On Jun. 11, Puerto Ricans voted for the second time to become a state of the union. Could this Caribbean island actually become the 51st state of America? Other authors have written at length about the political struggles within Puerto Rico as well as the island’s serious financial sickness. I will not repeat their capable analysis of those problems. Rather, I will consider the less talked about issue of the congressional balance of power.
Puerto Rico has long been a progressive region featuring a population of twice as many Democrats as Republicans. Accordingly, it is reasonable to expect the 3.5 million residents of Puerto Rico to vote overwhelmingly for the progressive party. This likely means that there will be more votes for the Democratic presidential candidate and two more Democratic Senators to shift the balance of power further leftward.
For decades, control of the U.S. Senate has swayed back and forth between Democrats and Republicans, which has created a balance of power between the liberal and conservative parties. If Puerto Rico is admitted as the 51st state, that balance would be thrown in the progressive direction. Logically, Republicans and conservatives should oppose that an outcome, and consequently oppose Puerto Rican statehood.
Such political stonewalling is not without historical precedent. In 1820, the northern free states blocked the admission of Missouri as the 24th state because Missouri, a territory that allowed slavery, would disrupt the balance of power between free and slave states. The impasse was overcome only after the southern slave states agreed to admit Maine, a territory that banned slavery, simultaneously alongside Missouri. This swap became popularly known as the Missouri Compromise.
In 1952, Hawaii was denied admission as the 49th state because Southern Democrats feared its multicultural voters would elect pro-civil rights Senators and break the South’s power to filibuster. Only after Alaska, a very conservative territory with a homogeneous population, received statehood in 1958 was Congress willing to accept Hawaii into the union. Thus, the balance of power was maintained once more.
As in Congress’ past, today’s Congress can use compromise to break a political standstill. To maintain the balance of power, a second conservative-leaning territory must be admitted to the union to accompany Puerto Rico. Fortunately, such a place exists in the Pacific Northwest.
Since 1852, 21 counties in northern California have been working to secede. The region’s 2.3 million residents call their home the “State of Jefferson.” These counties feel separated from the rest of California. Jeffersonians speak in libertarian phrases, arguing that the California government has confiscated much of the region’s resources without ensuring that “Jefferson” is adequately represented. They want greater representation, less regulation, and a restoration of economic liberty. This conservative outlook has led Jeffersonian counties to vote overwhelming for Republican candidates in all levels of government.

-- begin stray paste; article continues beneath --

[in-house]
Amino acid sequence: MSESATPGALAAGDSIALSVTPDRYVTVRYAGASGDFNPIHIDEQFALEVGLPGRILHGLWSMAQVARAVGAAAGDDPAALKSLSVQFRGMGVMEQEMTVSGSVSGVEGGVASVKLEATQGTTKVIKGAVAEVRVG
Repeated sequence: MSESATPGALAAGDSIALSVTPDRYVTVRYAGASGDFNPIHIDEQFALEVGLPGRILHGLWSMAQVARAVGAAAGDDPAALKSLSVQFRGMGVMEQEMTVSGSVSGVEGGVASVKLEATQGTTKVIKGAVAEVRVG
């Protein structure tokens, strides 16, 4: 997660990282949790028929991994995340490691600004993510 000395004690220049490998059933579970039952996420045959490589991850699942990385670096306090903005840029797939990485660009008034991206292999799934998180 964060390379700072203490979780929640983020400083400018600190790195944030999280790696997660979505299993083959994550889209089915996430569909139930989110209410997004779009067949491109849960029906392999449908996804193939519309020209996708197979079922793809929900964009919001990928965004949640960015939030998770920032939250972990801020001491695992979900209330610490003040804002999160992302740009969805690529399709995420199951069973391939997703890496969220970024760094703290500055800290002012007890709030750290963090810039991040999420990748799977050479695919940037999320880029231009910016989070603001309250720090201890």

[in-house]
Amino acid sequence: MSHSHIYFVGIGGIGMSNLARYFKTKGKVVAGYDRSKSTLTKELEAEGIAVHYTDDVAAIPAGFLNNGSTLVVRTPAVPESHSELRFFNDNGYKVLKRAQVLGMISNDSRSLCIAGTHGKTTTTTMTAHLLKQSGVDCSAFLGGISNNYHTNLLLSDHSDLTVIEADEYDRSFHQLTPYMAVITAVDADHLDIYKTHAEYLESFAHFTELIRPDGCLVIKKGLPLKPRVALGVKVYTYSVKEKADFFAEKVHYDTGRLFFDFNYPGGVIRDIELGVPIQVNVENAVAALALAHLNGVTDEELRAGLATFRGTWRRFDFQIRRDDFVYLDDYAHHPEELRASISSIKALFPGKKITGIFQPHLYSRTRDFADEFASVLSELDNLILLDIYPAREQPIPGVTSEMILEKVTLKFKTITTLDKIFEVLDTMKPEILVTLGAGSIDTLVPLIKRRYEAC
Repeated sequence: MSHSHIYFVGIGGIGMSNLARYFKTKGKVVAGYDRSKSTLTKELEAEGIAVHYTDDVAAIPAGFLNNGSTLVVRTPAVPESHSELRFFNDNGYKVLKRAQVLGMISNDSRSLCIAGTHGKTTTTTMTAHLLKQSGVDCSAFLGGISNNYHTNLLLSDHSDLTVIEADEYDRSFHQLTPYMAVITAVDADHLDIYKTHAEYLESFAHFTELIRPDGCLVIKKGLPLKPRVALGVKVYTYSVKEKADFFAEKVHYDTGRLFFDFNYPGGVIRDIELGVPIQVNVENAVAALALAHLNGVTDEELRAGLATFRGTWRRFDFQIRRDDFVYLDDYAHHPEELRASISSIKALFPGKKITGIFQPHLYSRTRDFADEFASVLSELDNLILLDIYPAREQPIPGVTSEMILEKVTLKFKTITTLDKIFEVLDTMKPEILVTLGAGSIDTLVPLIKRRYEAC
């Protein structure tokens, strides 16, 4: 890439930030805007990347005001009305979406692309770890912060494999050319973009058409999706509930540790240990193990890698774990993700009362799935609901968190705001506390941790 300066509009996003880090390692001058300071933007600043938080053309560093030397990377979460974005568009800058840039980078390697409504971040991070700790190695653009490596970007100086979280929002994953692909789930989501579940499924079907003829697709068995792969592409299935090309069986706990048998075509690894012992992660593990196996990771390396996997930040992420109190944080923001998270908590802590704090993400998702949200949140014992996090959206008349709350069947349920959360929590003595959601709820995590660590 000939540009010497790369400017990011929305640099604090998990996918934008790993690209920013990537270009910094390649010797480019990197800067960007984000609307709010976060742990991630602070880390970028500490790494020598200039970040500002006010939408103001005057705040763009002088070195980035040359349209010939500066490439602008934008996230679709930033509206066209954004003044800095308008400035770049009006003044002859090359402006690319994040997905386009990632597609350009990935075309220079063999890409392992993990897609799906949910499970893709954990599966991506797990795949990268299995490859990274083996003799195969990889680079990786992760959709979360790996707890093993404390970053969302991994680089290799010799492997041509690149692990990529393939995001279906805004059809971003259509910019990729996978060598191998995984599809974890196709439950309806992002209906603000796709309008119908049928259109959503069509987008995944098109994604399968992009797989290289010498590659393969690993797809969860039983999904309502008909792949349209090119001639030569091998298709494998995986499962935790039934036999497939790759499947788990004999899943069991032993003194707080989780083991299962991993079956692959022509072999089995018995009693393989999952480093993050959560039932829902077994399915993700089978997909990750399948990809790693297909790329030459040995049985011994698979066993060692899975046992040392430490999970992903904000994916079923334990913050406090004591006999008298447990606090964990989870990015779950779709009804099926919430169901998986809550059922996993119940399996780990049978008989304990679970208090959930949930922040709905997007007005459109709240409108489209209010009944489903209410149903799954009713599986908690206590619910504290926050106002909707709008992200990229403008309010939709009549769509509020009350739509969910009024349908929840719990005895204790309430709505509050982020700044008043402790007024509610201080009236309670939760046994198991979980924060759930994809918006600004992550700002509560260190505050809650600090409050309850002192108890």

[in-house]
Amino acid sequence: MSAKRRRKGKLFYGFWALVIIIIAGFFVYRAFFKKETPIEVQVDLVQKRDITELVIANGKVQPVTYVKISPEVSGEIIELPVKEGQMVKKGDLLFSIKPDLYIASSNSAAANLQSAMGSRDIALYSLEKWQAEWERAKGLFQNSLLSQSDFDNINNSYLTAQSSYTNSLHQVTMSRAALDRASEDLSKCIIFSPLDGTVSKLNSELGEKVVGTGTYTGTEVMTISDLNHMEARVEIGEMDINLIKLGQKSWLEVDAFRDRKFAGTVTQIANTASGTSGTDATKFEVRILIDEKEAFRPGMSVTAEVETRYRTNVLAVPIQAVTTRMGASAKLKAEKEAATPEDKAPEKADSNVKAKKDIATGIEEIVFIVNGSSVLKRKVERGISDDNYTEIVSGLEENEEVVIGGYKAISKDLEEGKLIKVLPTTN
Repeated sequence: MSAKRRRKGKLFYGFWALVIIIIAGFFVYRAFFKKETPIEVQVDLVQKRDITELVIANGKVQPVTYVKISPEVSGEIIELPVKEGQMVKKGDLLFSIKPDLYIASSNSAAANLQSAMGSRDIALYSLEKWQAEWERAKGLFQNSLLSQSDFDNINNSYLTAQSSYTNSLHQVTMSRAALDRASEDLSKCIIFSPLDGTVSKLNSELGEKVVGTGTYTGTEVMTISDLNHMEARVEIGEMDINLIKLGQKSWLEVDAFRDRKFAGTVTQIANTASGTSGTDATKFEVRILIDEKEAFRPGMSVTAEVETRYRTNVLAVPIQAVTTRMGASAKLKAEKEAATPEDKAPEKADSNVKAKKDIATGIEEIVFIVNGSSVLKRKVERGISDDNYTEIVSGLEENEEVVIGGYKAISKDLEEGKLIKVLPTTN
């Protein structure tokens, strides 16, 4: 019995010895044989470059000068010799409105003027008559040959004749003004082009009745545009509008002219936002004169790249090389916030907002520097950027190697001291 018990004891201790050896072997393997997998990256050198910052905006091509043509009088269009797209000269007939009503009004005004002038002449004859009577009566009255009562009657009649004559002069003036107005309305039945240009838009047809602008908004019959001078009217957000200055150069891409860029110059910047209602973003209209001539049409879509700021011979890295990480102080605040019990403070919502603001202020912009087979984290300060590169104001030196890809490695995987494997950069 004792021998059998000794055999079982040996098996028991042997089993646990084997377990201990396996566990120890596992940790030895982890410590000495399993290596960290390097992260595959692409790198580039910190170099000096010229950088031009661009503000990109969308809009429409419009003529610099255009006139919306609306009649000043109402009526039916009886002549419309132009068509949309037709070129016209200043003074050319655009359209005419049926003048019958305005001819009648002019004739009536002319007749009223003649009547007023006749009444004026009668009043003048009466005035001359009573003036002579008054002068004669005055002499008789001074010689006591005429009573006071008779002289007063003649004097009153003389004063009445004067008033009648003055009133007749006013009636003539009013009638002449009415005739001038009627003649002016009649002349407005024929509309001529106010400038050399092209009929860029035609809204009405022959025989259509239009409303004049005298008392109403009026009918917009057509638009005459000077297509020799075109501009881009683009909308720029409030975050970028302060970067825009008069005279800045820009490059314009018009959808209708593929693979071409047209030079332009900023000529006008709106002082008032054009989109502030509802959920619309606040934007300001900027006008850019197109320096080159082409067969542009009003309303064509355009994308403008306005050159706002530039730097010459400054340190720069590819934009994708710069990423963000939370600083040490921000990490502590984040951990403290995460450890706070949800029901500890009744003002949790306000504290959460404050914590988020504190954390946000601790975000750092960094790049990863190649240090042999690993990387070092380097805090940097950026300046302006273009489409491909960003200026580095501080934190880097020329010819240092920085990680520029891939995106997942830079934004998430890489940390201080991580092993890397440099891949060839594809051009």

The Jeffersonian separatists have been unsuccessful in large part due to the complexity of seceding from an existing state to form a new state. Three bodies must approve secession: voters in each county, the California legislature, and the U.S. Congress. As of June 2017, the voters of few counties have approved secession though nearly all have initiated the process of doing so. However, the movement’s greatest challenge is convincing the California legislature to acquiesce. The Jeffersonian counties hold 54 percent of California’s water capacity, engendering concern among the state’s legislators of losing control of that water.
Accordingly, the Californian secession movement has been stagnant for nearly 80 years. However, despite these challenges, Congress has the power to break the deadlock. First, Congress may require Jefferson to constitutionally guarantee water rights to California. Second, Congress can authorize water management projects in California to help the state build its own water supply. If done correctly, Congress can assuage the fears of Californians, and create a path for Jeffersonian statehood.
Should Jefferson be separated from California and properly admitted as a state, it would certainly send two Republican Senators to Congress. Taken together with Puerto Rico’s two likely Democratic Senators, the present congressional balance of power would be preserved, and Republican objections to Puerto Rican statehood would be rendered moot.
Though congressional tug of war may seem quaint, the Puerto Rican question and the State of Jefferson movement make such debates decisive. Winning that debate, through a Puerto Rican Compromise will be the Puerto Rican people’s surest path to statehood.